Where would we be without them? There's no denying their important role in building the Archdiocese of St. Louis.
Strong-hearted, pioneering religious sisters came from Europe in the 19th century to lay the foundation for Catholic education, health care, social services and more. Then, smart and savvy religious sisters built on that foundation in the 20th century, bringing education to the masses and delivering quality health care while still ministering to the poor and downtrodden on society's fringes.
By Jennifer Brinker | email@example.com | twitter: @jenniferbrinker
Sister Teresa Maya of the Sisters of Charity of the Incarnate Word remembers watching the news in Ferguson unfold from the sisters' motherhouse in San Antonio, Texas, and wondered — worried, actually — how her community could make a difference.
One of the sisters' ministries, Incarnate Word Academy, is in the tiny village of Bel-Nor, about 10 minutes from Ferguson. The all-girls Catholic high school has been present there since 1932.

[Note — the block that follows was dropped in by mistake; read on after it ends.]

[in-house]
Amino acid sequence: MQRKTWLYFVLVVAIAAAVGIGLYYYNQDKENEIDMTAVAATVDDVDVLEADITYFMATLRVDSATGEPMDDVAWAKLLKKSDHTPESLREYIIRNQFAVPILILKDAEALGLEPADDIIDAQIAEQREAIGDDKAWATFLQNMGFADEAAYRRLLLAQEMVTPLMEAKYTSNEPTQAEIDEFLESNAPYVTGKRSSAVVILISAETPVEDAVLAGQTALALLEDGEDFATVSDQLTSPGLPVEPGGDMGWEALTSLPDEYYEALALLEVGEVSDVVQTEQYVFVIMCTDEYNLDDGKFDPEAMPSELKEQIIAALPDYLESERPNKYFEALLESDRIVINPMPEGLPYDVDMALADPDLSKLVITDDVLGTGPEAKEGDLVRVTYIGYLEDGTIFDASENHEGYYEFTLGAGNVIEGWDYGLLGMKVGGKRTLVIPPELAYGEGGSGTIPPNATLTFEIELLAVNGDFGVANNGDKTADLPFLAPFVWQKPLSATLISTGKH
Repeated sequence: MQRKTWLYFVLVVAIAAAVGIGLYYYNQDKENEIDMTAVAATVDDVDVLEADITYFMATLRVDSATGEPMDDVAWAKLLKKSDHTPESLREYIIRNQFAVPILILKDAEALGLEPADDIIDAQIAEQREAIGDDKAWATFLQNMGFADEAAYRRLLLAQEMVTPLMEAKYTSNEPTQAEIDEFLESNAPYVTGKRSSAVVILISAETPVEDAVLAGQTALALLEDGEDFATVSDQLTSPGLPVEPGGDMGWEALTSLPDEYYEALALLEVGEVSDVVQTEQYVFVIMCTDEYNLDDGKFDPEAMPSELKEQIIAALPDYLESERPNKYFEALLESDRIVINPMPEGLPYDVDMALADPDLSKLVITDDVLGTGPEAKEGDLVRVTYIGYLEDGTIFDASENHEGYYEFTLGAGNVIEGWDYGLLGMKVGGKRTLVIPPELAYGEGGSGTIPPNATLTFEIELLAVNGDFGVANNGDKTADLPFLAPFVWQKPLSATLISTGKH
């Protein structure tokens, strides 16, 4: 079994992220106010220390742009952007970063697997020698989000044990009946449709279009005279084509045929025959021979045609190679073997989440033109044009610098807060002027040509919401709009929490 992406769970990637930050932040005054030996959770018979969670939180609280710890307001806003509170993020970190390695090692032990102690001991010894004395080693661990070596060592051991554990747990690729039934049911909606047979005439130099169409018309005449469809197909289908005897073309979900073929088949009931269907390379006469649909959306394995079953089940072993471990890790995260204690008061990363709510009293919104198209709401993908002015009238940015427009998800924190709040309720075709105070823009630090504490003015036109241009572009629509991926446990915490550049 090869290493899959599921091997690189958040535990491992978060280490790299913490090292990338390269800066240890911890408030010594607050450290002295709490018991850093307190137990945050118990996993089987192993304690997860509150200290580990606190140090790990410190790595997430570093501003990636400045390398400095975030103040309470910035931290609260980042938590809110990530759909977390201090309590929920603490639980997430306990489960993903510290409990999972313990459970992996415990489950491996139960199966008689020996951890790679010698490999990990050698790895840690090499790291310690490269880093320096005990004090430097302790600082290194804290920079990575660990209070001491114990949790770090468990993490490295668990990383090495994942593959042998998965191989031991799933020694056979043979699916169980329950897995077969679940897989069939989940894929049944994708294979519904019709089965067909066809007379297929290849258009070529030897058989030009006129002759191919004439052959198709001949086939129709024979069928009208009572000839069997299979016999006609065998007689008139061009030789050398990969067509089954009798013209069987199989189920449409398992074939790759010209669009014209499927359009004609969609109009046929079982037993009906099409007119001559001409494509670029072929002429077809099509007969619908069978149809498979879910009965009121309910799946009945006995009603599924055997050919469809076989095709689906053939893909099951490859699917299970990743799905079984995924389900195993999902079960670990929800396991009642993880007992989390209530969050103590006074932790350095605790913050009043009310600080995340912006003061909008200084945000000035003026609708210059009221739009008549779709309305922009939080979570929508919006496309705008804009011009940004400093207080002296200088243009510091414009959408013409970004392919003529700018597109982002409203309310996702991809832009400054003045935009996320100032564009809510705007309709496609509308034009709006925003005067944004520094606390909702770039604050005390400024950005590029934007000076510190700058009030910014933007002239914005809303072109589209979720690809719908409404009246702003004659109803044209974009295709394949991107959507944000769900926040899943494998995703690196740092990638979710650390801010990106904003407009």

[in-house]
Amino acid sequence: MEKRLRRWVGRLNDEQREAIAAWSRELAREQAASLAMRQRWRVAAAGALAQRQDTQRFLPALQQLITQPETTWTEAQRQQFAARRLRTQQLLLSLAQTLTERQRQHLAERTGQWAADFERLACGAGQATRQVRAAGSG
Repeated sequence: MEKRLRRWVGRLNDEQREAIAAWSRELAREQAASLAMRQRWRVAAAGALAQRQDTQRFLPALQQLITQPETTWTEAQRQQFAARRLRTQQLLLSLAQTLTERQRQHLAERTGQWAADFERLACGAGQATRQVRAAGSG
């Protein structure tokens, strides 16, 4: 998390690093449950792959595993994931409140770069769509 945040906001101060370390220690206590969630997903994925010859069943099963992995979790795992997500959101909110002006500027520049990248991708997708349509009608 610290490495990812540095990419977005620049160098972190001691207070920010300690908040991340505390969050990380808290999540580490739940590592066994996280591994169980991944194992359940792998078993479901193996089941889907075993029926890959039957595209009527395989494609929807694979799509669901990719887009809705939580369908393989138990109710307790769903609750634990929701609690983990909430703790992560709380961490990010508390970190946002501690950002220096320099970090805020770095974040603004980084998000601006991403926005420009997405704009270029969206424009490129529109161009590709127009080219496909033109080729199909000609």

By Dave Luecking | firstname.lastname@example.org | twitter: @legacyCatholic
The former chapel in the convent building at Our Lady of the Presentation Church years ago was subdivided into two small rooms, an informal entry/waiting area and an office.
Nothing extraordinary about it ... except God's work still happens in that space.
Whereas the sounds of Mass or the silence of prayer once dominated, the musical notes of joy now fill the air. Under the auspice of Sister Brenda Fritz, DC, the parish's music director, the convent has been transformed into the Presentation Arts Center, an arts ministry thriving in its first year.
St. Louis is losing an important ministry. On Aug. 24, the Little Sisters of the Poor announced they are leaving St. Louis after almost 150 years of serving the poor elderly. The reason? Too few sisters.
We've heard this before. Generations ago, many Catholic schools were run by a sister. Catholic health care ministries were run by religious, not corporations.